My favorite short story of the year is a sci-fi short by a friend of mine, Frank Wu, called "In the Absence of Instructions to the Contrary". Frank and I met a few years back when I was out promoting a short film of mine on the streets of Boston. He reached out to me via email and eventually we worked together on a different short film on which I was serving as cinematographer. We've kept in contact ever since. So when I saw that Frank had written a short story that was being published in my favorite sci-fi magazine, Analog Science Fiction and Fact, I just knew I had to grab a copy of that issue. I ended up grabbing both a digital and physical copy. I was not disappointed. In fact, I was blown away! Frank has managed to craft one of the very best sci-fi short stories I've ever read, and I read a lot of sci-fi shorts and novellas. "In the Absence of Instructions to the Contrary" is a beautiful and haunting story of a seemingly sentient ocean-researching robot (a more reflective Wall-E who swims) who has fallen in love with his programmer. But the story expands from there into a powerful and chilling tale of what life on Earth beyond (maybe in spite of) humans beings might look like. I was incredibly moved. I'm also crazy jealous that Frank managed to get published in Analog, a magazine I have submitted to in the past but have yet to manage to get a story into. Frank, your story has lit a new fire in my heart. Excellent work! Okay, so what does the breakdown of my year look like? Here's a look at general categories:
So I didn't read a lot of graphic novels this year and I read no screenplays. To be fair, the only screenplay I read in 2015 was the draft of a feature script a friend wrote and asked me to read and give him some feedback on. But I'm planning on reading some screenplays in 2017. I got my hands on an older draft of Arrival I'm looking forward to reading at some point.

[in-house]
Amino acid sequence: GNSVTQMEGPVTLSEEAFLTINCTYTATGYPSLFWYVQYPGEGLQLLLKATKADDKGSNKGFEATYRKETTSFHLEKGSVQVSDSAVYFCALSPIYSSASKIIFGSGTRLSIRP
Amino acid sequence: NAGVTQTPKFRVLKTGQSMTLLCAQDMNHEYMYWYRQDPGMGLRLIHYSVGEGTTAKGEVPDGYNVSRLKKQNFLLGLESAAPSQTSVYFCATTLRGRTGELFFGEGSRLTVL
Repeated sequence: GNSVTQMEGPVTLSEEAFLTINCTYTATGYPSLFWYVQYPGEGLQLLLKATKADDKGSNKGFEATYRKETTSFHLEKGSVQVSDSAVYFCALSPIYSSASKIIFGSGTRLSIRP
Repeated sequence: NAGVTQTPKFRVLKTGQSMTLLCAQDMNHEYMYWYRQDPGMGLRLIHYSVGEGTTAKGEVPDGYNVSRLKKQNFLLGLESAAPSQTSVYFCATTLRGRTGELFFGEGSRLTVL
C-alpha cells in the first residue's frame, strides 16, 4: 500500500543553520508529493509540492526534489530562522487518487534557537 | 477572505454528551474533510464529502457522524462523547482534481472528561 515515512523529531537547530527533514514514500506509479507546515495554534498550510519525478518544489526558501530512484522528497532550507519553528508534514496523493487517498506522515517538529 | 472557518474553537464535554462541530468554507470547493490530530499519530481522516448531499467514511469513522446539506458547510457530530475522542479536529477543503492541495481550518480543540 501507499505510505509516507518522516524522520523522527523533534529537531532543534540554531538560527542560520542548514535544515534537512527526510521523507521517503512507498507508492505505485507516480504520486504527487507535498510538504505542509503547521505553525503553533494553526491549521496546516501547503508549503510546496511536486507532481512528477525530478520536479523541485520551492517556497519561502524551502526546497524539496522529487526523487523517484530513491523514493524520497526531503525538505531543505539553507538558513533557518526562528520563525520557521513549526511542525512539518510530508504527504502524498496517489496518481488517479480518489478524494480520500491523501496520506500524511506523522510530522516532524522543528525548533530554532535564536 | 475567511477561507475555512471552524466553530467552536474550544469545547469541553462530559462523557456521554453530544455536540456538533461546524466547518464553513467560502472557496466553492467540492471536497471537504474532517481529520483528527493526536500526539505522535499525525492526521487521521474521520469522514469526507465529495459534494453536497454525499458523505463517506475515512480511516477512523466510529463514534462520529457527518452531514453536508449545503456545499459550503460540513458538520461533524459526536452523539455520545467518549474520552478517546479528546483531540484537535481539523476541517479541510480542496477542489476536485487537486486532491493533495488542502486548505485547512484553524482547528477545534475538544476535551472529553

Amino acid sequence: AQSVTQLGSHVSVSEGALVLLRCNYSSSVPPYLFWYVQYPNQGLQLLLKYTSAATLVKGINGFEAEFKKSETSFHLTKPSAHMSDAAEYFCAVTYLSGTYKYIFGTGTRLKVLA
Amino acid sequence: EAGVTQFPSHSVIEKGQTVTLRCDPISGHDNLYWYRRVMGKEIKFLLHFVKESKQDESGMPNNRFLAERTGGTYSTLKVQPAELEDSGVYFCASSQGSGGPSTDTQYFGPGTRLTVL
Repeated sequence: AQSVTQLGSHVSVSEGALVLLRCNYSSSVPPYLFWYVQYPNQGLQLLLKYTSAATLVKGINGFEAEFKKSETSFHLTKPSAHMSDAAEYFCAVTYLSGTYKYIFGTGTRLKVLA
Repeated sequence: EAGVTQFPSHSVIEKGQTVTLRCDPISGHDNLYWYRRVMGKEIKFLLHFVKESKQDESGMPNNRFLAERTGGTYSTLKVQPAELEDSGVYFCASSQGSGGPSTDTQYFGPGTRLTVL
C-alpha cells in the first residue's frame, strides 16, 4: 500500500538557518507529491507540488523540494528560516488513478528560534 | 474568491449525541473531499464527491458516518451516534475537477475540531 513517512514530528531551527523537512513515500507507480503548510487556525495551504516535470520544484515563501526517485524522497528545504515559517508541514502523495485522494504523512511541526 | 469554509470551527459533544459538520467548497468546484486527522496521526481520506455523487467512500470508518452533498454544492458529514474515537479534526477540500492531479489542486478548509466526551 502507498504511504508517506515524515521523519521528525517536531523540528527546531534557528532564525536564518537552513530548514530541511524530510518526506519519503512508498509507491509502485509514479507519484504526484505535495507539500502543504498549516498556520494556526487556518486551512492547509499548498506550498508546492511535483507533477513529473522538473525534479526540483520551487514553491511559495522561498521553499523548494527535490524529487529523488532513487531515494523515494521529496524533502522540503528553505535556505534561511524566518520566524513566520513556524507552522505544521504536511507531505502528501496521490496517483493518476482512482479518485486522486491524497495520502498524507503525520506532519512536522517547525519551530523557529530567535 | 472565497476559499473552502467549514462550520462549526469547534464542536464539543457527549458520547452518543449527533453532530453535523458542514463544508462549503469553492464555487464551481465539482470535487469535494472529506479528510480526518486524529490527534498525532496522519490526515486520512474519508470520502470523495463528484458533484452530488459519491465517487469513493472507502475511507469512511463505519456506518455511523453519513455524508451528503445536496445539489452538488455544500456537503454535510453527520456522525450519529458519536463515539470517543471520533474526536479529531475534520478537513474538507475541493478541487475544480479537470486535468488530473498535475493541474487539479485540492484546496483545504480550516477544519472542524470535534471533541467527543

Just for fun, here's a look at how I did in 2015:
My favorite novel in 2015 was A Working Theory of Love by Scott Hutchins. My favorite revisit was the audiobook for The Martian. My favorite sci-fi short story was "How to Get Back to the Forest" by Sofia Samatar. And my favorite non-fiction book was What is Relativity by Jeffrey Bennett.
One of my objectives in tracking my reading and looking back at what I have and haven't read is to try to strike some sort of long term balance so that I'm not only reading novels or non-fiction books, or even just the same types of novels or non-fiction books. I want to get back to reading more plays (I've got a whole book of Arthur Miller plays on my shelf calling to me). This also allows me to go back and consider what I'd like to revisit at some point. After all, one of the most influential non-fiction books I read several years back was C. S. Lewis' An Experiment in Criticism in which he strongly advocates for the value and importance of rereading books we really connected with. Okay, time to get going on 2017. I think I finally have time to sit and read Harry Potter and the Cursed Child.